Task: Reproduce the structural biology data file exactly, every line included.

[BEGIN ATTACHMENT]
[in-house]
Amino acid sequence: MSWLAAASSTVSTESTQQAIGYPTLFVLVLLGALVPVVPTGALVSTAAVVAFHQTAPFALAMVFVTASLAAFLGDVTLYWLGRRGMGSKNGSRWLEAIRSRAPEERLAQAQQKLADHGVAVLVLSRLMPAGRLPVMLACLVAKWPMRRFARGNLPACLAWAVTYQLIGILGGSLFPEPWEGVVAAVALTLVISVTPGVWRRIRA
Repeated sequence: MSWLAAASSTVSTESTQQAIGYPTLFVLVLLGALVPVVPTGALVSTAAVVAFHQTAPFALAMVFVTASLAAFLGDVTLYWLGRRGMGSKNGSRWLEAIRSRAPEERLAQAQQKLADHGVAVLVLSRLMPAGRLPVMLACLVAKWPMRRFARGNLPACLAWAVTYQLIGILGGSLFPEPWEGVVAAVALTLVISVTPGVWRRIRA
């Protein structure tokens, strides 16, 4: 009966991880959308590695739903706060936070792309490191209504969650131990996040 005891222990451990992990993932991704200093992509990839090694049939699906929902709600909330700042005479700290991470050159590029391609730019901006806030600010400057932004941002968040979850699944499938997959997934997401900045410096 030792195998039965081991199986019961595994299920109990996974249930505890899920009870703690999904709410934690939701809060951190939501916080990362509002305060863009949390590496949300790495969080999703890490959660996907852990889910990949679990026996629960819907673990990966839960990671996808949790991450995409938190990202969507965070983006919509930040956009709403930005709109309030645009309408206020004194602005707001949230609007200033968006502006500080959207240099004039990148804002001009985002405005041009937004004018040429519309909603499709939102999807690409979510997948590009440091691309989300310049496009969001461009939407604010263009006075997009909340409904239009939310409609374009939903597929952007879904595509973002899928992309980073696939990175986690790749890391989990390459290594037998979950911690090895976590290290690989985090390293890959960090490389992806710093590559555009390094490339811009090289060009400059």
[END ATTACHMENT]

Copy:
[in-house]
Amino acid sequence: MSWLAAASSTVSTESTQQAIGYPTLFVLVLLGALVPVVPTGALVSTAAVVAFHQTAPFALAMVFVTASLAAFLGDVTLYWLGRRGMGSKNGSRWLEAIRSRAPEERLAQAQQKLADHGVAVLVLSRLMPAGRLPVMLACLVAKWPMRRFARGNLPACLAWAVTYQLIGILGGSLFPEPWEGVVAAVALTLVISVTPGVWRRIRA
Repeated sequence: MSWLAAASSTVSTESTQQAIGYPTLFVLVLLGALVPVVPTGALVSTAAVVAFHQTAPFALAMVFVTASLAAFLGDVTLYWLGRRGMGSKNGSRWLEAIRSRAPEERLAQAQQKLADHGVAVLVLSRLMPAGRLPVMLACLVAKWPMRRFARGNLPACLAWAVTYQLIGILGGSLFPEPWEGVVAAVALTLVISVTPGVWRRIRA
């Protein structure tokens, strides 16, 4: 009966991880959308590695739903706060936070792309490191209504969650131990996040 005891222990451990992990993932991704200093992509990839090694049939699906929902709600909330700042005479700290991470050159590029391609730019901006806030600010400057932004941002968040979850699944499938997959997934997401900045410096 030792195998039965081991199986019961595994299920109990996974249930505890899920009870703690999904709410934690939701809060951190939501916080990362509002305060863009949390590496949300790495969080999703890490959660996907852990889910990949679990026996629960819907673990990966839960990671996808949790991450995409938190990202969507965070983006919509930040956009709403930005709109309030645009309408206020004194602005707001949230609007200033968006502006500080959207240099004039990148804002001009985002405005041009937004004018040429519309909603499709939102999807690409979510997948590009440091691309989300310049496009969001461009939407604010263009006075997009909340409904239009939310409609374009939903597929952007879904595509973002899928992309980073696939990175986690790749890391989990390459290594037998979950911690090895976590290290690989985090390293890959960090490389992806710093590559555009390094490339811009090289060009400059």